I loved Granddaddy, but didn’t listen to any of his solo stuff. So I don’t really know how different it sounds. For this Tiny Desk Concert, he plays two songs from his 2012 solo album Dept. of Disappearance and one Grandaddy track.
“Willow Wand Willow Wand” is a catchy song with just him and a drum machine playing a backing beat. He sounds like the guy from Grandaddy but slightly different….
Introducing “Get Up and Go,” he explains that he’s been really enjoying playing his songs in this stripped down format. He really likes making records that are big and produced. And now he likes not feeling pressure to do them in concert that way. He’s happy to not try to pull off all of the bells and whistles in a live environment. “Get Up and Go” is a “happy and peppy song and this isn’t a happy and peppy version of it.”
This song is quite slow. Again its him on guitar but at the appropriate moments in the chorus he hits a key on the keyboard and a little melody (very Granddaddy) plays briefly.
After this song you can hear Stephen Thompson ask “Robin, you like this?” to much laughter.
He says he finished an hour long session at Sirius XM. He was completely by himself and he was really comfortable. But playing music in front of people makes him nervous—you’d think he had it down by now. But he tells us “if you’ve never done it before as weird as you imagine it being… it’s that weird.”
The final song is a request for Grandaddy’s “Jed the Humanoid” and that’s when I realized why he sounds different. He sings slightly more falsetto in Granddaddy than on the solo songs. It’s very subtle, but I can hear it. The original of this song is very synthy, so hearing it on acoustic guitar (with the lyrics very clear) really changes the feel of the song.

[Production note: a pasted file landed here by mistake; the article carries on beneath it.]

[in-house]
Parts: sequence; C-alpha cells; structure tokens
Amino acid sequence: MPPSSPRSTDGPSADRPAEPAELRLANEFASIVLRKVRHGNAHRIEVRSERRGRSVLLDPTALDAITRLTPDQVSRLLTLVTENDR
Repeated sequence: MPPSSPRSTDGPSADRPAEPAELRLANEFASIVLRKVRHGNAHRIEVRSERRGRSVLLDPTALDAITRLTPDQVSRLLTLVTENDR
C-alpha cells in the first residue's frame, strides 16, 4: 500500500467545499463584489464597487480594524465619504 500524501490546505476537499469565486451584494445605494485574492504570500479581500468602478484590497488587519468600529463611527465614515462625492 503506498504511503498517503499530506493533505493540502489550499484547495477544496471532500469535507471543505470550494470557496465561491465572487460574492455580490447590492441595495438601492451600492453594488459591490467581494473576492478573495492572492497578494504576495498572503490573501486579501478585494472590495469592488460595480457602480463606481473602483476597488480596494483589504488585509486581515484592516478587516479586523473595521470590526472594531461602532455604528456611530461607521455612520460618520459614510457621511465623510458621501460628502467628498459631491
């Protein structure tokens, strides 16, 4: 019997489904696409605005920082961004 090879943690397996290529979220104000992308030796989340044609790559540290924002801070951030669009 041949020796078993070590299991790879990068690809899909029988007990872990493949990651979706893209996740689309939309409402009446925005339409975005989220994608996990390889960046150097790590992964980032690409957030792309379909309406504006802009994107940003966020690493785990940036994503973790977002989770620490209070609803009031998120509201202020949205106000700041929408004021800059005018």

After a verse, he turns a knob on the keyboard and this weird frog-like sound bubbles under the song (similar to the one on the record, which is neat).
And as he leaves the Desk, you can hear Robin say “the saddest song in the world.”
[READ: July 20, 2016] “Samsa in Love”
Basing a story on another story can be risky, especially when the story you base yours on is incredibly famous with a first line that many people can quote without looking.
But Murakami does something very interesting with Gregor Samsa in this story. “He woke to discover that he had undergone a metamorphosis and become Gregor Samsa.” We don’t know who or what “he” was before this and neither does he. He’s not even sure exactly what he is–but he knows his name.
The first few paragraphs are all about him getting used to even being human–scoffing at his body, wondering why he was so cold and what that gnawing pain was in his stomach–hunger, it turns out. He spends several paragraphs just trying to learn how to walk on two legs. It’s all somewhat comical although not exactly funny.
Finally he gets downstairs–the table has been set for a meal but no one is there. Everything is still warm and yet the house appears empty. No matter, he tucks into the food wand eats everything. Then he sets about trying to cover himself. He looks out the window and sees everyone dressed, but he’s not willing to even attempt to put clothes on so he grabs a dressing gown and slips into that.
And then there’s a ring of the doorbell. A hunchbacked woman stands at the door and asks if this is the Samsa residence. Since he knows his name, he says yes. She is a locksmith here to fix a broken lock. But he doesn’t know what room it is.
She is snarky and kind of crabby with him, but she seems to sense a kindness and maybe a simpleness about him and she lightens up a bit.
He takes her up to the room he woke up in and, indeed, that is the room with the lock problems.
And here’s what I love about this story. Samsa’s room is boarded up–it is sparsely furnished, almost like a cell while all the other rooms are beautiful. And the lock was destroyed deliberately. While the locksmith looks at the mechanism, she starts talking about what’s going on outside—tanks and soldiers and the terrible upheaval. Obviously Gregor knows nothing of this and nether do we.
While she is working, he admires her and he gets an erection–not knowing what it is or why it’s happening. She notices and assumes he is mocking her but again, she takes him for simpleminded, which he sort of is.
He invites her back. She says she has to come back with the lock. And with all the upheaval, who knows what will happen.
There’s a lot of existential questioning going on which makes the story extra fun. But there is so much left unanswered. It fees like you could make a whole novel about this, but I think he was very smart cropping it where he did.